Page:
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Illinois Drug Addiction
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Illinois Drug Addiction

Illinois drug addiction affects millions of people each year, regardless of if you are the one who directly suffers from the disease or not. Illinois drug addiction has always been a consistent problem in the state. With Chicago being one of the largest drug transportation hubs in the nation, Illinois residents have access to a list of substances including cocaine, heroin, marijuana, crystal meth, and MDMA. These substances and others fuel the Illinois drug addiction epidemic and can ruin the lives of hundreds of thousands of people. It is estimated that about 120,000 people in the city of Chicago are involved in organized gangs and the distribution of illegal drugs. Additionally, approximately 200,000 Illinois residents have admitted to needing treatment from an Illinois drug addiction rehab, but did not accept the required help that is vital to long-term sobriety.


What Is Illinois Drug Abuse?


Illinois drug abuse is the use of an illegal substance or legal prescription medication. Additionally, Illinois drug abuse can be characterized as the misuse and overuse of drugs. Oftentimes, people turn to street drugs to treat the symptoms of various health and mental health disorders rather than seek out medical or psychological treatment. This is considered drug misuse. Overuse, of course, is consuming large quantities of the drug either all at once or throughout the days.


Commonly Abused Street Drugs




Signs and Symptoms of Heroin Abuse and Addiction


. Lethargy

. Suddenly falling asleep

. Constricted pupils

. Lack of focus or concentration

. Needle marks on arms and body


What Category and Schedule Is It In?


Heroin falls within the category of drugs known as opiates. Opiates are drugs that come from a substance found in the seedpods of the opium poppy plant. Heroin itself is derived from morphine. Opiates block out pain by attaching themselves to pain receptors throughout the body and blocking them from receiving the signals for pain. It also attaches itself to the brainstem, effectively slowing the breathing rate and heart rate.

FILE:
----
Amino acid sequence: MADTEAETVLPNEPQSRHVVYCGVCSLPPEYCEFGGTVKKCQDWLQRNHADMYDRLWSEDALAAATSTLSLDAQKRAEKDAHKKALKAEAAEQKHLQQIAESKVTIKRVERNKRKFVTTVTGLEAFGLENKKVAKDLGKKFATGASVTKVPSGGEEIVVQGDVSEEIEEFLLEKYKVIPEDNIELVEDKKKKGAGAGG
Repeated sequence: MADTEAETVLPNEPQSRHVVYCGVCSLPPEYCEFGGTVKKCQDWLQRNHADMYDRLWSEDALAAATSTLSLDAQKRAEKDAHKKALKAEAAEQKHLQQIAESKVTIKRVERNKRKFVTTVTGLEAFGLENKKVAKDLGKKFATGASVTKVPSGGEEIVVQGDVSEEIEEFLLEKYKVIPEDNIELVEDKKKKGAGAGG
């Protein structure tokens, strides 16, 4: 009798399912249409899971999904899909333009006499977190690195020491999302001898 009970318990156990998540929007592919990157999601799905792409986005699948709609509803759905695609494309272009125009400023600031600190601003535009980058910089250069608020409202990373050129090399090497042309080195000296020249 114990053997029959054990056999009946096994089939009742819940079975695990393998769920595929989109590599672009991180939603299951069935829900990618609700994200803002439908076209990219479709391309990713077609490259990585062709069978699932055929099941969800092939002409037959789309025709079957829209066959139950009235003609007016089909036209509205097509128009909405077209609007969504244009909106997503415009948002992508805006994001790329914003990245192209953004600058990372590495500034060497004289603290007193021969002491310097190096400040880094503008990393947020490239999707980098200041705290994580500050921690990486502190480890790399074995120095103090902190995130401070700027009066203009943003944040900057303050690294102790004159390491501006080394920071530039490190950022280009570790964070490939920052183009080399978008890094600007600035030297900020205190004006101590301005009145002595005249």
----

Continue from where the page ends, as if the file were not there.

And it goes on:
Scheduling of drugs indicates the ways in which these drugs are used (the effects they have) and their addictive and abuse potential. There are 5 schedules, and the lower the number the more dangerous the drug. Heroin falls within the worst schedule, Schedule I (one).


Why Is Heroin So Addictive?


Heroin is so addictive because it is extremely potent in nature. The drug releases large amounts of dopamine when it enters the bloodstream. In addition to the other effects, this makes the drug highly addictive. The brain quickly adjusts to the presence of the drug and will not release dopamine or perform other actions without the drug, causing a chemical dependence.


Health Risks for Abusing Heroin


Abusing heroin and developing an addiction to heroin comes with a myriad of health risks. Some of these include:


. Sepsis

. Seizures

. Sudden death

. Accidental overdose

. Contracting infectious diseases (HIV or hepatitis, for example)

. Endocarditis

. Organ damage and failure


Withdrawal Symptoms


. Seizures

. Diarrhea

. Tremors

. Severe abdominal pain

. Body aches and pains

. Nausea

. Vomiting 




Signs and Symptoms of Cocaine Abuse and Addiction


. Excited and energetic behavior

. Bleeding from the nose

. Over-confidence

. Fast heart beat

. Dilated pupils

. Eye sensitivity to light

. Runny nose

. Constricted blood vessels

. Paranoia


What Category and Schedule Is It In?


Cocaine is a drug that falls within the category of stimulant drugs. Stimulants are drugs that excite and stimulate the central nervous system into action. This means they often cause an increase in energy among other effects. Cocaine is considered to be schedule II (two) drug. It has slightly less potential for abuse than drugs such as heroin in the schedule I category, but still has high potential for abuse.